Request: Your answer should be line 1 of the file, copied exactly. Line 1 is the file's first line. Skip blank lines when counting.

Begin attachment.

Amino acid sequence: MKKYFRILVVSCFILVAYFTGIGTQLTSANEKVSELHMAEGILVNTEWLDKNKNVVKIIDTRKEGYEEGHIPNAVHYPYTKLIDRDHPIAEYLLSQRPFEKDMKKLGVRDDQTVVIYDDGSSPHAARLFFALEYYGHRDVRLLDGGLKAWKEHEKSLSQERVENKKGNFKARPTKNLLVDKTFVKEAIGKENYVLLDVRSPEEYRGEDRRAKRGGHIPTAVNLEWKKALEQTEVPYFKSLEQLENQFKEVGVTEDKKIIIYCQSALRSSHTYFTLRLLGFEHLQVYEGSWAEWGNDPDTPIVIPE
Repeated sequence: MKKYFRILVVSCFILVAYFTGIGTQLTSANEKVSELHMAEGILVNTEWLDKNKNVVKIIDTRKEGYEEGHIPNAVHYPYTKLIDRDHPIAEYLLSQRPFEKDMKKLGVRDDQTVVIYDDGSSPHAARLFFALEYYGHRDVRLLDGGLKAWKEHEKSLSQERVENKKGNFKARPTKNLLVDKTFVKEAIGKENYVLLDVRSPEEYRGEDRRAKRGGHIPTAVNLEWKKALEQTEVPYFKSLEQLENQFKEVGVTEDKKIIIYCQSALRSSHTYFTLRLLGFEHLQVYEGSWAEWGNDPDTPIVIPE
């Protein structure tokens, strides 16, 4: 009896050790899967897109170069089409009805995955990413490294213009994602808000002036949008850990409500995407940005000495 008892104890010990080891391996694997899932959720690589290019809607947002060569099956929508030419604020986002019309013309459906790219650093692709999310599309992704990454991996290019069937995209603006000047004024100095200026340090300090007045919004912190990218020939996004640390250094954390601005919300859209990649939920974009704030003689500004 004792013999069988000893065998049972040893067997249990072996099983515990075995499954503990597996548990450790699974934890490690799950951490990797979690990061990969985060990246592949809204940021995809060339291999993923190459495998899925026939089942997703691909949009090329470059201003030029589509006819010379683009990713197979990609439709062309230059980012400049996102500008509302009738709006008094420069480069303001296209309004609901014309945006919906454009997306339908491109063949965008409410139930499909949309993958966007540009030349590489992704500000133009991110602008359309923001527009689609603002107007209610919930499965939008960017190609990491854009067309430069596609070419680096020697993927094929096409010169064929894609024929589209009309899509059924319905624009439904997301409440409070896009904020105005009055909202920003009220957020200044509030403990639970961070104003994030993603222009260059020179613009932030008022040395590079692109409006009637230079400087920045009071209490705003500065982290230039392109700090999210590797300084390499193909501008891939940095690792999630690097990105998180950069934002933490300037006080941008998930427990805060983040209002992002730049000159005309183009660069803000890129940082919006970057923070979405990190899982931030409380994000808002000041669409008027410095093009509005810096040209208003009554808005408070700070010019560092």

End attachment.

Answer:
Amino acid sequence: MKKYFRILVVSCFILVAYFTGIGTQLTSANEKVSELHMAEGILVNTEWLDKNKNVVKIIDTRKEGYEEGHIPNAVHYPYTKLIDRDHPIAEYLLSQRPFEKDMKKLGVRDDQTVVIYDDGSSPHAARLFFALEYYGHRDVRLLDGGLKAWKEHEKSLSQERVENKKGNFKARPTKNLLVDKTFVKEAIGKENYVLLDVRSPEEYRGEDRRAKRGGHIPTAVNLEWKKALEQTEVPYFKSLEQLENQFKEVGVTEDKKIIIYCQSALRSSHTYFTLRLLGFEHLQVYEGSWAEWGNDPDTPIVIPE